In this episode of Bitcoin MagazineFor the “Fed Watch” podcast, host Christian Kerolis and I, Ansel Lindner, provide an update on the Federal Reserve, the energy crisis in Europe and Asia, and power outages in China. It’s a very pivotal time for the markets and things are moving fast. This episode was taped on September 28th and things are moving so fast that by the time of publication, we may have a completely different scenario. For this reason, we’ll go back to our shorter 24-hour schedule.
Our first news of the Fed is the resignations of Rosengren, president of the Boston Fed, and Kaplan, president of the Dallas Fed, over allegations of insider trading. This could cause a slight jolt to the Fed, as both voting members have been on the hawkish side of monetary policy, which means they favor less accommodative measures and faster tapering.
This leads us to talk about a tapering Federal Reserve. Powell said at the FOMC meeting in September that tapering will start “soon.” Critics claim that means they’ll announce it at the next meeting in November, and we agree unless major circumstances change (which is very possible).
Energy crisis in Europe and Asia
This was a large-scale discussion about the current state of energy crises in Europe and Asia at the time on September 28, and we speculated the reasons. Different places on the planet will be affected differently by this crisis, that’s for sure, but the repercussions could be tragic. The United Kingdom has fewer shortages and a greater distribution problem, but continental Europe faces real shortages, albeit one of their own making. Years of aggressive environmental politics have left it vulnerable to shortages like this.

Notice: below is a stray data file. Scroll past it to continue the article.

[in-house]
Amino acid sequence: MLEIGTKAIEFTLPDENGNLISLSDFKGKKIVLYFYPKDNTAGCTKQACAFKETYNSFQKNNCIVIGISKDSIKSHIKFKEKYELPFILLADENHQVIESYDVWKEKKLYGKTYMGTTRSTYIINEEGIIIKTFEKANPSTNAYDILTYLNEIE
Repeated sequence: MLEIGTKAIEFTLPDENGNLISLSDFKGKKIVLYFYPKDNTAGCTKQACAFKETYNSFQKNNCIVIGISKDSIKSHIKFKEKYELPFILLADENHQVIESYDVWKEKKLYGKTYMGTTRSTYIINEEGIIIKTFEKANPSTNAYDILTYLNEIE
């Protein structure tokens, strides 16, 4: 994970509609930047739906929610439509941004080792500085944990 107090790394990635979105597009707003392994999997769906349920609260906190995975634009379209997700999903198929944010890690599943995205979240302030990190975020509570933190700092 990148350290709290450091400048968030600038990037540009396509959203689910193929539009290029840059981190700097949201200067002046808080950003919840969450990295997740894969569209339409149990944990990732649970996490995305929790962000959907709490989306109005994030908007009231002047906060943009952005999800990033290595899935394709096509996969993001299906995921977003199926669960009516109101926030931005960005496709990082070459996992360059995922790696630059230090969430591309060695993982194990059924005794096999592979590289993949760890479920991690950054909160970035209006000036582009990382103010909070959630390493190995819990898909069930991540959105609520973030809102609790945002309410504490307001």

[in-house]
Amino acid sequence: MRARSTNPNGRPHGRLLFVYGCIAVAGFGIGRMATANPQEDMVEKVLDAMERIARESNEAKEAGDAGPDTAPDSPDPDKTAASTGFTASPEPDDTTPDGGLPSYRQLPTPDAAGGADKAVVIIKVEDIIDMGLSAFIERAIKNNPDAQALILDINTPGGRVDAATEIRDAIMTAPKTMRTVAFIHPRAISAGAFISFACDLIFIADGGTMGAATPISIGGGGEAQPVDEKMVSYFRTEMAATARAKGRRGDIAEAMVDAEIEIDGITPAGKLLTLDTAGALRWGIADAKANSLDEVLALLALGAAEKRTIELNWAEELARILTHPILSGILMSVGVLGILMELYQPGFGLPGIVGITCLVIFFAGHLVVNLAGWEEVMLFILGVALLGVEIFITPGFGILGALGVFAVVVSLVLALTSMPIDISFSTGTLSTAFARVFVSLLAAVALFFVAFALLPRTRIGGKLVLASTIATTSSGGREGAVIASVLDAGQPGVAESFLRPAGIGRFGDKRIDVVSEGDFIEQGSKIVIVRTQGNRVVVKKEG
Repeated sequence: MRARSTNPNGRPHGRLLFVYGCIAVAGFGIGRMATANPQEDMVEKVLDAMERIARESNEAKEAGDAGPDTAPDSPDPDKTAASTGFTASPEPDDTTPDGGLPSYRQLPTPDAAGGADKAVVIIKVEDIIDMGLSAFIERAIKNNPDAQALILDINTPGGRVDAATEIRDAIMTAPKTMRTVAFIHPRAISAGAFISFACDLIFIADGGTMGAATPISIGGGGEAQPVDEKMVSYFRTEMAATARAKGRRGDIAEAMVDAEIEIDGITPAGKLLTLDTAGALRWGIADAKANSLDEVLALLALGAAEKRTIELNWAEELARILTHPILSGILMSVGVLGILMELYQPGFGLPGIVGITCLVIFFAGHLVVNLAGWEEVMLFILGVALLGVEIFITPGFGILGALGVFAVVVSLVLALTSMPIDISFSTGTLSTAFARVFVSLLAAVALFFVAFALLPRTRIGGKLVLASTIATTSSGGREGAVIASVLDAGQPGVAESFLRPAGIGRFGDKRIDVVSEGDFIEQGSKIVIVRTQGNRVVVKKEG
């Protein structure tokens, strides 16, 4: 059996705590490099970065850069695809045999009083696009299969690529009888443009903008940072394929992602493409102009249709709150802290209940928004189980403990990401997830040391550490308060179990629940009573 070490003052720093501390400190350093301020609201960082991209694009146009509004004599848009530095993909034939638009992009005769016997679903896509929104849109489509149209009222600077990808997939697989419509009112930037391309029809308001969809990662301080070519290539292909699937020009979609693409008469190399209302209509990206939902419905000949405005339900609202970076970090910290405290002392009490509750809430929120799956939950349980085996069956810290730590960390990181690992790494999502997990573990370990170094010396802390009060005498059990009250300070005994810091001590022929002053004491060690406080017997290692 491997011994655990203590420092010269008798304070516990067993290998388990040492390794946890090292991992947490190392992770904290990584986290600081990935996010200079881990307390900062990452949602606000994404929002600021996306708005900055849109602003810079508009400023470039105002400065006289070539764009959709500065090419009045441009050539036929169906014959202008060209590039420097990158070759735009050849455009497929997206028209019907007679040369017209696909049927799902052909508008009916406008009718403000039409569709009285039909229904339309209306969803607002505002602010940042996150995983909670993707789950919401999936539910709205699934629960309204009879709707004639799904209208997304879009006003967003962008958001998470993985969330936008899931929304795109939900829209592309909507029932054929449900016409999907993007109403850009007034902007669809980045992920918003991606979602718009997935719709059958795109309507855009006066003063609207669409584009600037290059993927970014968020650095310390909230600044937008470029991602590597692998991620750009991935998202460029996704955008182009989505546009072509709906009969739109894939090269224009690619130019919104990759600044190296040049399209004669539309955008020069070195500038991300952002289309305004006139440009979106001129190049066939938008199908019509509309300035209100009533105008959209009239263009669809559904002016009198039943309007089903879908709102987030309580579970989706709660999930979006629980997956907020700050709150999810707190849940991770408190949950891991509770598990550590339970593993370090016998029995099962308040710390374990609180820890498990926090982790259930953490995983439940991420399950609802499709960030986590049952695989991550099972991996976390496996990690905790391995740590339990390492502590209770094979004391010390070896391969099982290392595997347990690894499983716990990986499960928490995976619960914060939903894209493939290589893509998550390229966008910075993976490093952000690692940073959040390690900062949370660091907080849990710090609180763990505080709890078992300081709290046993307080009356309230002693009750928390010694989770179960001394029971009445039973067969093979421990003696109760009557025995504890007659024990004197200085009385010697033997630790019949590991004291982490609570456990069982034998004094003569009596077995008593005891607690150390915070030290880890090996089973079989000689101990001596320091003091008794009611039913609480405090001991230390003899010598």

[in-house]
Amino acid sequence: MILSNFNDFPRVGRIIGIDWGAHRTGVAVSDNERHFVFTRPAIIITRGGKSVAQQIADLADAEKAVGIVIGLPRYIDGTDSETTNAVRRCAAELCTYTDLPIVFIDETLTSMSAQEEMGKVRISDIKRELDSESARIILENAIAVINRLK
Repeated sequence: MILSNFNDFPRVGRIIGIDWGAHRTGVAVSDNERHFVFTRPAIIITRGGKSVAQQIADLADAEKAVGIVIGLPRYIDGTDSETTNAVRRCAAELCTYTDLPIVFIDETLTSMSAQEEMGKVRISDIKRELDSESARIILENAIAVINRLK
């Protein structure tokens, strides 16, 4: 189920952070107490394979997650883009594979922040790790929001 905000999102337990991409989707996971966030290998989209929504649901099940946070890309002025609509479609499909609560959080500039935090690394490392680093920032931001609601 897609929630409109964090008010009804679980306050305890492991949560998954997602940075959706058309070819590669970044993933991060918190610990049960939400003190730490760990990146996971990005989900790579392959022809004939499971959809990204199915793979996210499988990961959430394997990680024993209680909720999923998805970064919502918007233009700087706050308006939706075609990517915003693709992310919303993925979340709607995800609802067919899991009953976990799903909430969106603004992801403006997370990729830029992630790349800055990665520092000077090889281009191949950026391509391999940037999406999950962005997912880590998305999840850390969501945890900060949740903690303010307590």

Asia and Europe may seem like separate crises here, but they are very much interconnected. We traced an important causal factor back to the Chinese trade war with Australia. Starting in January, China stopped buying coal from Australia, a change that has been pervasive in energy markets. The US has taken some slack from China, while Australia has found other markets in India and elsewhere for its coal. China ran into a deficit, so it likely bought more natural gas from Russia and Iran, which had been facing low inventories until 2020.
Things are rolling down the hill. This supply shift was offset by a slowdown in supply chains to trigger a bidding war.